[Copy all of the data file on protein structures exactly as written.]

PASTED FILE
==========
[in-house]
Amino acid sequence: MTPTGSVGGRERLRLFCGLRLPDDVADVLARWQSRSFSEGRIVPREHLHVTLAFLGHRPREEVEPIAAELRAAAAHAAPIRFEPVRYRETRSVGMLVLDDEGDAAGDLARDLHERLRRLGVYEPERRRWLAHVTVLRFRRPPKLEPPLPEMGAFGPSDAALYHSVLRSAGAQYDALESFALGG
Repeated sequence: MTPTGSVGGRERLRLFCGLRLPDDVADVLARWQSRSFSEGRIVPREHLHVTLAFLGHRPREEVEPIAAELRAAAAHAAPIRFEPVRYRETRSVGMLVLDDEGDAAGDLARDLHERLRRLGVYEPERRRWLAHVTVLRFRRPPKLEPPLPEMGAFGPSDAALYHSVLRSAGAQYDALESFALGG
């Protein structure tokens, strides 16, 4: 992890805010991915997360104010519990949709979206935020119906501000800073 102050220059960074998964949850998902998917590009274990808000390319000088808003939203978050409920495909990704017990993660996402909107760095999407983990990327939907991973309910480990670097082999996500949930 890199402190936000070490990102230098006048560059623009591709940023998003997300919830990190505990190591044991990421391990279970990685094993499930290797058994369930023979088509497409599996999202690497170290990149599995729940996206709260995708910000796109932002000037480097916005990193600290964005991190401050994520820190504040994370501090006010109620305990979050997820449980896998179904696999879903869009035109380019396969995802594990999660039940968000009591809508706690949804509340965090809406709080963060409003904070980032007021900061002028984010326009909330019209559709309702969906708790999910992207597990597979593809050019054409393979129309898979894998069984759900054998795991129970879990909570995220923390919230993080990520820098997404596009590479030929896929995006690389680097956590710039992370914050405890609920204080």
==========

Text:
[in-house]
Amino acid sequence: MTPTGSVGGRERLRLFCGLRLPDDVADVLARWQSRSFSEGRIVPREHLHVTLAFLGHRPREEVEPIAAELRAAAAHAAPIRFEPVRYRETRSVGMLVLDDEGDAAGDLARDLHERLRRLGVYEPERRRWLAHVTVLRFRRPPKLEPPLPEMGAFGPSDAALYHSVLRSAGAQYDALESFALGG
Repeated sequence: MTPTGSVGGRERLRLFCGLRLPDDVADVLARWQSRSFSEGRIVPREHLHVTLAFLGHRPREEVEPIAAELRAAAAHAAPIRFEPVRYRETRSVGMLVLDDEGDAAGDLARDLHERLRRLGVYEPERRRWLAHVTVLRFRRPPKLEPPLPEMGAFGPSDAALYHSVLRSAGAQYDALESFALGG
């Protein structure tokens, strides 16, 4: 992890805010991915997360104010519990949709979206935020119906501000800073 102050220059960074998964949850998902998917590009274990808000390319000088808003939203978050409920495909990704017990993660996402909107760095999407983990990327939907991973309910480990670097082999996500949930 890199402190936000070490990102230098006048560059623009591709940023998003997300919830990190505990190591044991990421391990279970990685094993499930290797058994369930023979088509497409599996999202690497170290990149599995729940996206709260995708910000796109932002000037480097916005990193600290964005991190401050994520820190504040994370501090006010109620305990979050997820449980896998179904696999879903869009035109380019396969995802594990999660039940968000009591809508706690949804509340965090809406709080963060409003904070980032007021900061002028984010326009909330019209559709309702969906708790999910992207597990597979593809050019054409393979129309898979894998069984759900054998795991129970879990909570995220923390919230993080990520820098997404596009590479030929896929995006690389680097956590710039992370914050405890609920204080």